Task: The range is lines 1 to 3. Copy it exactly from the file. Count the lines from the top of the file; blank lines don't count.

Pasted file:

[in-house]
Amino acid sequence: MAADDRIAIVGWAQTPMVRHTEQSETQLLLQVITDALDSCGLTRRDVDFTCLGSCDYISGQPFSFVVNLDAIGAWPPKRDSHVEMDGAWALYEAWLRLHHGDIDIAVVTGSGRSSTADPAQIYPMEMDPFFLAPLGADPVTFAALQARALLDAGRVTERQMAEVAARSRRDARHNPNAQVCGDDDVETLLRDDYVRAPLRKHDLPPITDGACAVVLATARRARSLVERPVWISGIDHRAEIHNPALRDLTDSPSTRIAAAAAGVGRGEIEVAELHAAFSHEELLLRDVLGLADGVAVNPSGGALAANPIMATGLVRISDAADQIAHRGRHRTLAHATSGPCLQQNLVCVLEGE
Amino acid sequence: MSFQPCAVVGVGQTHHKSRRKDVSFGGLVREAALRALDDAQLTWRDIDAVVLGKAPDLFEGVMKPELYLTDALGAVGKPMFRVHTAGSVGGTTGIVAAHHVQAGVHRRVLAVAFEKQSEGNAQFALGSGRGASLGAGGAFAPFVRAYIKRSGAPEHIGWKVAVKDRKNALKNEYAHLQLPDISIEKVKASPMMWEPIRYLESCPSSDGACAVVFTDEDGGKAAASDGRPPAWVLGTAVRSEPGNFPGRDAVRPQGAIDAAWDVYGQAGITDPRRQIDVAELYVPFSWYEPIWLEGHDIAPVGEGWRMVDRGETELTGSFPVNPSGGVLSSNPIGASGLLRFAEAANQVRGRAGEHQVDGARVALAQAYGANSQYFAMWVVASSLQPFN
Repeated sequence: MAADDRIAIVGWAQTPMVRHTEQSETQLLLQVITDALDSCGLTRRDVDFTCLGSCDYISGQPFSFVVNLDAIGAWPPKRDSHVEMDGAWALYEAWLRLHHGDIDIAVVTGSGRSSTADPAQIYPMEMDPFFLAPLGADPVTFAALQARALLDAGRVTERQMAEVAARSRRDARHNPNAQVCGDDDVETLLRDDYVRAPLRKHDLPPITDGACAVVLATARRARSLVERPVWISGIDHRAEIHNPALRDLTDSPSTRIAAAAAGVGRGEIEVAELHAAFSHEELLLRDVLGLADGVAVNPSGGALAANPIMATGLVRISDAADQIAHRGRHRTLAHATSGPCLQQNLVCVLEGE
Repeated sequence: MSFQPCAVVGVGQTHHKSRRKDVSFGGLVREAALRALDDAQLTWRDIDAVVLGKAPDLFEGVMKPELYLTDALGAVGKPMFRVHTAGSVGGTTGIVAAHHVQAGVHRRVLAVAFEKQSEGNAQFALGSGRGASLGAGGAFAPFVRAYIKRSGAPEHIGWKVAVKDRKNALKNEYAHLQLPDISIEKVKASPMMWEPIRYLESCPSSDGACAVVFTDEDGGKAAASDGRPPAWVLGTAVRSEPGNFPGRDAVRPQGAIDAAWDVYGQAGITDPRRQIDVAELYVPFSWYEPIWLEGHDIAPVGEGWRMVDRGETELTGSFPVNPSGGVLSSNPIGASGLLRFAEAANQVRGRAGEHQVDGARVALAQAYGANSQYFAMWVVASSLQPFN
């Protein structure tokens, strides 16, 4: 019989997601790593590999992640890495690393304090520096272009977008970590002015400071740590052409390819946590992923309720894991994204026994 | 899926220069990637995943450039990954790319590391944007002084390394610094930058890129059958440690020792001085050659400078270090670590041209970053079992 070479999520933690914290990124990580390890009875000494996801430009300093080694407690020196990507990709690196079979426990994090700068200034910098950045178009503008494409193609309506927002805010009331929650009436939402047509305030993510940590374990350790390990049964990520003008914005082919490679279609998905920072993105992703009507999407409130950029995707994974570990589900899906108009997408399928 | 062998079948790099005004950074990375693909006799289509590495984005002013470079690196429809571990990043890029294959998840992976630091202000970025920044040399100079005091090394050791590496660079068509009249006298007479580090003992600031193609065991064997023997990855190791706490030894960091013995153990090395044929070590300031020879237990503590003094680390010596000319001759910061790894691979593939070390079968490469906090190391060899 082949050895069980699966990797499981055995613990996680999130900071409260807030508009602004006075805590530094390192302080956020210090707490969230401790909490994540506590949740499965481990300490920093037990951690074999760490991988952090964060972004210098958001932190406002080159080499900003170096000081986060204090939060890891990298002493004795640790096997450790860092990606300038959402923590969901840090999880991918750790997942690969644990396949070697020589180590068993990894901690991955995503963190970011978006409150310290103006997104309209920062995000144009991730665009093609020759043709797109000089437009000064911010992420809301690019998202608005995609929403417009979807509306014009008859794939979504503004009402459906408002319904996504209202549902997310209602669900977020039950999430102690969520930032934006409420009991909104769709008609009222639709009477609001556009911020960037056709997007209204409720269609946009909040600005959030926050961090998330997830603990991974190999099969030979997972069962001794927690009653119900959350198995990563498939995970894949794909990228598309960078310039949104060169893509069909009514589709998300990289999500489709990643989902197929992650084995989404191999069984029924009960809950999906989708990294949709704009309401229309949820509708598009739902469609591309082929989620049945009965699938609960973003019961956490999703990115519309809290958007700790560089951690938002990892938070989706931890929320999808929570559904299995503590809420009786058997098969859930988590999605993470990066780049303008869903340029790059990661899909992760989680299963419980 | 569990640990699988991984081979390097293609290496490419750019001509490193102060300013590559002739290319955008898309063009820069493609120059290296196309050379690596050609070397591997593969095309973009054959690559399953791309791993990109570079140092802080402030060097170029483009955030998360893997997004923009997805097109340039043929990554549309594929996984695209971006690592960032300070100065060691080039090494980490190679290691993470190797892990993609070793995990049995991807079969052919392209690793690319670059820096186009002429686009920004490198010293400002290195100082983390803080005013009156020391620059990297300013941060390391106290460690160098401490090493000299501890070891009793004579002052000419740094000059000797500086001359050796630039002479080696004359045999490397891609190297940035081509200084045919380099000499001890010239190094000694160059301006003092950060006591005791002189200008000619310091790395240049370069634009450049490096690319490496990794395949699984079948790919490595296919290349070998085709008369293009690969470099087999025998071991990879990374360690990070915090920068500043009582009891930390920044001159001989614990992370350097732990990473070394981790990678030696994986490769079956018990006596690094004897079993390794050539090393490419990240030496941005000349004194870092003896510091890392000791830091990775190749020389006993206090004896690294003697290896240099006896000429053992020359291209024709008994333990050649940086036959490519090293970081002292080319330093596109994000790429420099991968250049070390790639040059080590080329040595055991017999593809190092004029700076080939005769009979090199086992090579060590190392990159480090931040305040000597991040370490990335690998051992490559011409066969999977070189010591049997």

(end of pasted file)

[in-house]
Amino acid sequence: MAADDRIAIVGWAQTPMVRHTEQSETQLLLQVITDALDSCGLTRRDVDFTCLGSCDYISGQPFSFVVNLDAIGAWPPKRDSHVEMDGAWALYEAWLRLHHGDIDIAVVTGSGRSSTADPAQIYPMEMDPFFLAPLGADPVTFAALQARALLDAGRVTERQMAEVAARSRRDARHNPNAQVCGDDDVETLLRDDYVRAPLRKHDLPPITDGACAVVLATARRARSLVERPVWISGIDHRAEIHNPALRDLTDSPSTRIAAAAAGVGRGEIEVAELHAAFSHEELLLRDVLGLADGVAVNPSGGALAANPIMATGLVRISDAADQIAHRGRHRTLAHATSGPCLQQNLVCVLEGE
Amino acid sequence: MSFQPCAVVGVGQTHHKSRRKDVSFGGLVREAALRALDDAQLTWRDIDAVVLGKAPDLFEGVMKPELYLTDALGAVGKPMFRVHTAGSVGGTTGIVAAHHVQAGVHRRVLAVAFEKQSEGNAQFALGSGRGASLGAGGAFAPFVRAYIKRSGAPEHIGWKVAVKDRKNALKNEYAHLQLPDISIEKVKASPMMWEPIRYLESCPSSDGACAVVFTDEDGGKAAASDGRPPAWVLGTAVRSEPGNFPGRDAVRPQGAIDAAWDVYGQAGITDPRRQIDVAELYVPFSWYEPIWLEGHDIAPVGEGWRMVDRGETELTGSFPVNPSGGVLSSNPIGASGLLRFAEAANQVRGRAGEHQVDGARVALAQAYGANSQYFAMWVVASSLQPFN